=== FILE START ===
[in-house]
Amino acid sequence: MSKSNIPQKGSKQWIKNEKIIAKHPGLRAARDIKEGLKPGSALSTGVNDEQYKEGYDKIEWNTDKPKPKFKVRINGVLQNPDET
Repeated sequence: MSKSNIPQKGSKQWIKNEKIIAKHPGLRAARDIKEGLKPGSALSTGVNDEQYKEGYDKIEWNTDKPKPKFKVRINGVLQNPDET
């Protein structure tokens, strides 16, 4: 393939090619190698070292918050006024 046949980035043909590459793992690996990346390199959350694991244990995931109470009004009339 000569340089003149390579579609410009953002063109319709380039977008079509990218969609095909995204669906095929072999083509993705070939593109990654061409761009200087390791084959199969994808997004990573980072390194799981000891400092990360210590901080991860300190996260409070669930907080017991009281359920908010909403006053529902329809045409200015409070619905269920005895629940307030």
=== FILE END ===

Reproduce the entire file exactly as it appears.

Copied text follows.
[in-house]
Amino acid sequence: MSKSNIPQKGSKQWIKNEKIIAKHPGLRAARDIKEGLKPGSALSTGVNDEQYKEGYDKIEWNTDKPKPKFKVRINGVLQNPDET
Repeated sequence: MSKSNIPQKGSKQWIKNEKIIAKHPGLRAARDIKEGLKPGSALSTGVNDEQYKEGYDKIEWNTDKPKPKFKVRINGVLQNPDET
């Protein structure tokens, strides 16, 4: 393939090619190698070292918050006024 046949980035043909590459793992690996990346390199959350694991244990995931109470009004009339 000569340089003149390579579609410009953002063109319709380039977008079509990218969609095909995204669906095929072999083509993705070939593109990654061409761009200087390791084959199969994808997004990573980072390194799981000891400092990360210590901080991860300190996260409070669930907080017991009281359920908010909403006053529902329809045409200015409070619905269920005895629940307030």